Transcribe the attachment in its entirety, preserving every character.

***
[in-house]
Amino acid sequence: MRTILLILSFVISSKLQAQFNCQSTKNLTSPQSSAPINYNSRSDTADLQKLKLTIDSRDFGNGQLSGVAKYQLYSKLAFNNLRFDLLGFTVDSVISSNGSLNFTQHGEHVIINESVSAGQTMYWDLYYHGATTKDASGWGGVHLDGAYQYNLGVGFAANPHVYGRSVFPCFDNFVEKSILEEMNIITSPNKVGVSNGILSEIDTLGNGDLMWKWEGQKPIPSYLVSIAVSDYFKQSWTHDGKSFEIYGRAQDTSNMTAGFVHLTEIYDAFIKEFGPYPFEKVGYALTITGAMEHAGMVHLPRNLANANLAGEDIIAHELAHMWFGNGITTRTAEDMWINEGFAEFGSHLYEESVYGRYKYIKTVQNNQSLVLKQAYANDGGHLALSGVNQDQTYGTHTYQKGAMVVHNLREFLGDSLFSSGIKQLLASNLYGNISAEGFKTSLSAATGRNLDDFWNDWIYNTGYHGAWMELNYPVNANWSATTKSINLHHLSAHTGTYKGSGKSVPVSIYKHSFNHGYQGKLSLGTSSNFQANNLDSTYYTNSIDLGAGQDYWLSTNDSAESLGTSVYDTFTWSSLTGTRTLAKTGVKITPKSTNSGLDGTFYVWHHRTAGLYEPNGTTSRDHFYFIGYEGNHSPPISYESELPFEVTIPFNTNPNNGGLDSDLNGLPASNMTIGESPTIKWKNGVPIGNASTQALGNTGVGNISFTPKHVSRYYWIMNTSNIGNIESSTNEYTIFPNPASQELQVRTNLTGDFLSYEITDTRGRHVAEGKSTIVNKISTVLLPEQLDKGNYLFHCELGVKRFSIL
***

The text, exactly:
[in-house]
Amino acid sequence: MRTILLILSFVISSKLQAQFNCQSTKNLTSPQSSAPINYNSRSDTADLQKLKLTIDSRDFGNGQLSGVAKYQLYSKLAFNNLRFDLLGFTVDSVISSNGSLNFTQHGEHVIINESVSAGQTMYWDLYYHGATTKDASGWGGVHLDGAYQYNLGVGFAANPHVYGRSVFPCFDNFVEKSILEEMNIITSPNKVGVSNGILSEIDTLGNGDLMWKWEGQKPIPSYLVSIAVSDYFKQSWTHDGKSFEIYGRAQDTSNMTAGFVHLTEIYDAFIKEFGPYPFEKVGYALTITGAMEHAGMVHLPRNLANANLAGEDIIAHELAHMWFGNGITTRTAEDMWINEGFAEFGSHLYEESVYGRYKYIKTVQNNQSLVLKQAYANDGGHLALSGVNQDQTYGTHTYQKGAMVVHNLREFLGDSLFSSGIKQLLASNLYGNISAEGFKTSLSAATGRNLDDFWNDWIYNTGYHGAWMELNYPVNANWSATTKSINLHHLSAHTGTYKGSGKSVPVSIYKHSFNHGYQGKLSLGTSSNFQANNLDSTYYTNSIDLGAGQDYWLSTNDSAESLGTSVYDTFTWSSLTGTRTLAKTGVKITPKSTNSGLDGTFYVWHHRTAGLYEPNGTTSRDHFYFIGYEGNHSPPISYESELPFEVTIPFNTNPNNGGLDSDLNGLPASNMTIGESPTIKWKNGVPIGNASTQALGNTGVGNISFTPKHVSRYYWIMNTSNIGNIESSTNEYTIFPNPASQELQVRTNLTGDFLSYEITDTRGRHVAEGKSTIVNKISTVLLPEQLDKGNYLFHCELGVKRFSIL